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Watch someone strip down and reassemble Xbox One's Elite Controller

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The Xbox One Elite controller is a $150 piece of next-gen tech designed to outlast and outperform the standard controller.

The controller includes an array of magnetized thumbsticks, directional pads and paddles that can be instantly attached, detached and rearranged to create the sort of controller that feels designed for your hand and your specific needs. The idea was to create something that could stand up to the grueling gaming habits of the hardest of hardcore gamers, and also deliver the level of customization they've grown accustom to with specialized, third-party controllers.

"We designed this from the ground up," said David Prien, programming manager of the Elite Xbox One controller. "The first couple of months we didn't even start hardware, we went to people's houses. We went to pros, top leaderboard players and interviewed them, watched them play eight hours a day, asked them what that level of gaming needed.

"The idea here was taking what was already a great controller, the Xbox One controller, and giving to people the ability to play the way they want to play, not telling them how to play.

What came out of that was a controller with three sets of thumbsticks, two types of directional pads and six paddles for the back of the controller, all of which are magnetized allowing for quick, tool-less assembly and reassembly.

The controller includes a standard directional pad and a multifaceted control pad which is a rounded, slightly curved pad designed to help players find the flow in special moves, like, say, delivering a dragon uppercut in Street Fighter.

"People seem to really like it," said Prien. "They like to roll with it."

The three thumbsticks include a standard one, a domed pair of thumbsticks and two tall thumbsticks designed for extreme precision control. On the back of the controller are four small holes that can each hold paddles. The paddles can be programmed to work for any input on the controller. The controller also has switches for both triggers, allowing you to turn the triggers into "hair triggers," or triggers with half the range of motion.

The new customization options for the controller don't end with hardware, it will also include an app that can run on the Xbox One and Windows 10, which adds a slew of customization options for the controller. The software will allow players to adjust the button functionality and sensitivity of the thumbsticks.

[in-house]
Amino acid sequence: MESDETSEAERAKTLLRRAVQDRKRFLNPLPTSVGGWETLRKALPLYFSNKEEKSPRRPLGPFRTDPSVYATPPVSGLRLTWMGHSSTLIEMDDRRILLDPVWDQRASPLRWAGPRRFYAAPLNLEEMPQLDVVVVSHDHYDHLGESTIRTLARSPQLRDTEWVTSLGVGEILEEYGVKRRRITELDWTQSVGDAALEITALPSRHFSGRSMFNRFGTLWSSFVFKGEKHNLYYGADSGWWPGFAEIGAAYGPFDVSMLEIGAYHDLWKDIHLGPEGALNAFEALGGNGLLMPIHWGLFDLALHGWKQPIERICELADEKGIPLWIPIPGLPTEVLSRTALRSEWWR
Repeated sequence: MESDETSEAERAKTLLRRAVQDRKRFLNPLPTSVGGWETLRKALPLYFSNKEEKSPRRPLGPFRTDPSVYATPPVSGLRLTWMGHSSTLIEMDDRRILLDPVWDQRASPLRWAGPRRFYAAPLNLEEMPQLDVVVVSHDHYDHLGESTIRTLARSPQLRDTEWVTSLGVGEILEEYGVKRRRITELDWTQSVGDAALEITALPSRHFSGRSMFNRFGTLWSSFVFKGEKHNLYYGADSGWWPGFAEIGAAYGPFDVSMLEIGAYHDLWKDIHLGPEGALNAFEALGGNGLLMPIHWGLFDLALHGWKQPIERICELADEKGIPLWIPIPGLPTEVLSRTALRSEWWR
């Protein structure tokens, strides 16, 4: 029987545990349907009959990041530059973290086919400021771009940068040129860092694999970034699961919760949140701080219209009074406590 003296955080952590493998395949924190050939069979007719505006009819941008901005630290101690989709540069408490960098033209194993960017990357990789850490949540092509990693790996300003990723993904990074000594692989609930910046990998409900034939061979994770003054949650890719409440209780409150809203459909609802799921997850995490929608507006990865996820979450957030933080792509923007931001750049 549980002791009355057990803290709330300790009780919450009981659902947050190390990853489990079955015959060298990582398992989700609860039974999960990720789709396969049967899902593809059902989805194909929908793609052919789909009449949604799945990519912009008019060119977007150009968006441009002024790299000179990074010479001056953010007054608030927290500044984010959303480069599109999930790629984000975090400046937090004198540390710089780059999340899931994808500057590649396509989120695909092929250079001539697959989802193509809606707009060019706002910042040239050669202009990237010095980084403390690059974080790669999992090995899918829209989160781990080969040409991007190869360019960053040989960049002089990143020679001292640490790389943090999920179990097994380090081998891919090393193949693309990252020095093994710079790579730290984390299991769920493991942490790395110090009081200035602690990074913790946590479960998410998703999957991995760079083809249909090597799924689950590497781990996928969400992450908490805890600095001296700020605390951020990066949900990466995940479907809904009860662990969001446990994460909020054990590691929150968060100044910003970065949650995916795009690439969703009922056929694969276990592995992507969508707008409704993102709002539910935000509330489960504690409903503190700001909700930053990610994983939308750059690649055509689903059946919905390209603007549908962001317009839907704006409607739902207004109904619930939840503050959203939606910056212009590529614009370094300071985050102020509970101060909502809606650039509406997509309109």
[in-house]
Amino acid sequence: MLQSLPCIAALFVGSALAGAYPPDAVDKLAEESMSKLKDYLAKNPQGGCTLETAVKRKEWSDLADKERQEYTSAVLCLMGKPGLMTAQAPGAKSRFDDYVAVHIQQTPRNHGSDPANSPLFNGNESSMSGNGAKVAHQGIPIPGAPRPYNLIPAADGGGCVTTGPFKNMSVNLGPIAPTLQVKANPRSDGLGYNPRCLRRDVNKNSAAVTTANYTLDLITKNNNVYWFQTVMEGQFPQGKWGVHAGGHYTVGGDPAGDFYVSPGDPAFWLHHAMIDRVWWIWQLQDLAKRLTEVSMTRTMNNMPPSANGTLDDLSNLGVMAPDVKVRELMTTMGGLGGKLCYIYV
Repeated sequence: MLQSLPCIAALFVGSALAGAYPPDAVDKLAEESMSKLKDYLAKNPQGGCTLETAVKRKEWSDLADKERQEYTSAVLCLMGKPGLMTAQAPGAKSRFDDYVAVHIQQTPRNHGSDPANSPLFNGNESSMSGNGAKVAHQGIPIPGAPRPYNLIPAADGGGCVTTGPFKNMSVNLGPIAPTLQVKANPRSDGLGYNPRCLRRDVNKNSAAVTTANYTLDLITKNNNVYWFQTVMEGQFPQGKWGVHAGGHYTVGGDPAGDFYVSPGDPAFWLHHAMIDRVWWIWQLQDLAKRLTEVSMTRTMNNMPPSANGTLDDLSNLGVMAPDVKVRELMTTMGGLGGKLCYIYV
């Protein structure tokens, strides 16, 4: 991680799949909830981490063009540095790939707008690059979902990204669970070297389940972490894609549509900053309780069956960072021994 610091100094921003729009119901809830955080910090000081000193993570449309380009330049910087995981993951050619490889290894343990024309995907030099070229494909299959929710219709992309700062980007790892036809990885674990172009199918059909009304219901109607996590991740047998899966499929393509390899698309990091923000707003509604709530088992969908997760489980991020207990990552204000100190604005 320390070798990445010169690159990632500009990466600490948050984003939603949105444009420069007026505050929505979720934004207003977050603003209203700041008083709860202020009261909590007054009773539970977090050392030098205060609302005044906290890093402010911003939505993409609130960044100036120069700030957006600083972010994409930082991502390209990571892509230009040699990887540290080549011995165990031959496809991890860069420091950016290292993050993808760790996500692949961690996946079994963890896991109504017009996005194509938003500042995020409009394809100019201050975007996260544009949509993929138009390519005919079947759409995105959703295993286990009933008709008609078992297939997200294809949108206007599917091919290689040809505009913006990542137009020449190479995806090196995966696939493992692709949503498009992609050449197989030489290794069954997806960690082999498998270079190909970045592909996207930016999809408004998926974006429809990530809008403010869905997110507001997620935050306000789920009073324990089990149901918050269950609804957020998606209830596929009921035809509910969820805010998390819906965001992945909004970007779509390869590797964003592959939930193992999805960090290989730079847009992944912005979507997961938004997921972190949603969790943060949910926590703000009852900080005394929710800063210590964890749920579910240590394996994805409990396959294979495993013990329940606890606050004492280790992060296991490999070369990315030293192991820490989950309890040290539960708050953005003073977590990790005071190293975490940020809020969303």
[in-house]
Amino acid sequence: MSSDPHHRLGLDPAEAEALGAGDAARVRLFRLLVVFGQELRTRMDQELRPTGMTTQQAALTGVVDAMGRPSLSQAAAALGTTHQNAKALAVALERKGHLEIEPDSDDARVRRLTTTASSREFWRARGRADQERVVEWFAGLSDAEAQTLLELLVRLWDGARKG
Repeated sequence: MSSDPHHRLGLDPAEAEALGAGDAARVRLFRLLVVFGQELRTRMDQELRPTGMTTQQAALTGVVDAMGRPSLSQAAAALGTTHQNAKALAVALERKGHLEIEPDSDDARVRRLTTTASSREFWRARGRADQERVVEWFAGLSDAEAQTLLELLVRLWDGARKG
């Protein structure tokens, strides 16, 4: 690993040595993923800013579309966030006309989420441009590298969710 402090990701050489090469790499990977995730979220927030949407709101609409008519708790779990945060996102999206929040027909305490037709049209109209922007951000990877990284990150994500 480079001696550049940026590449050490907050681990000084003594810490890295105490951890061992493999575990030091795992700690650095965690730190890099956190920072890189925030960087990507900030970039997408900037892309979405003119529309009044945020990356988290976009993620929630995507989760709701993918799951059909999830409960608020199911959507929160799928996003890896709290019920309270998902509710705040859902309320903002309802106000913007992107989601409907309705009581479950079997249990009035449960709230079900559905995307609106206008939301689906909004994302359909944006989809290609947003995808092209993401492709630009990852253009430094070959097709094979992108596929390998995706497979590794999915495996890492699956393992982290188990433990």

"The software allows you to change the sensitivity; horizontal and vertical, left and right sensitivity," he said. "You can do curves, by changing the sensitivity to be slight at the beginning and harder at the top. Imagine you're sniping, you can have it really sensitive when you're aiming in the distance, but when you hear someone behind you, you can peg the stick and it will turn around at regular speed."

You can also adjust the sensitivity of the triggers in both its regular and hair-trigger modes.

The controller has a new switch on the front of it that allows you to change between two programmed profiles, allowing for on-the-fly switching. The profiles are both saved in the controller's memory, Prien said, to eliminate any potential lag.

While the new controller offers a lot of ways to customize your experience, it doesn't give players using it an unfair advantage, Prien said.

The most obvious changes coming with the Xbox One Elite controller are the customizable buttons, paddles and triggers, but the team also put a lot of work into improving the overall quality of the controller too.

"There are a lot of quality improvements," he said. "The grips are a textured injected material, they're not glued on, they're formed on there. Most people wear out their thumbsticks. These thumbsticks have a second insert, a high density plastic, that won't wear. You take a steel part and put it on a low-friction resin and it won't wear out.

"The top pros, the biggest complaint they have is that they have to buy a new controller every four months because the thumbsticks wear out. First you won't need to do that because these won't and second, if they do the thumbsticks are replaceable."

The controller will come in a case with all of the parts placed in a formed piece of silicon, a USB cable and, perhaps a bit surprisingly, regular double A batteries, not a recharge kit.

Prien said they ship the controller with standard double A batteries to allow people to choose how that want to power the controller.

"Choices," he said when I asked. "People want choices."

The controller will support the charge kit from Microsoft, but not all third-party rechargeer kits will work with it, he said.

The controller isn't set for a launch until October but, Prien said, they wanted to start talking about it now because they feel like they have a lot of customer education to do.

The controller, with its plethora of software and hardware choices, could be the perfect fit for a lot of players, but only if they know what they want in terms of controls and how to adjust the controller correctly.

"The idea is to have a lot of instructional videos," he said. "It can be overwhelming. We want to educate heavily. Thats why we're talking about this so much earlier than we normally would.

"We want it out there, Prien added. "We want you to have an idea of how to use it. I think we're going to have presets. Our ideas is to give some standard ones so that when they pick it up out of the box they're not lost."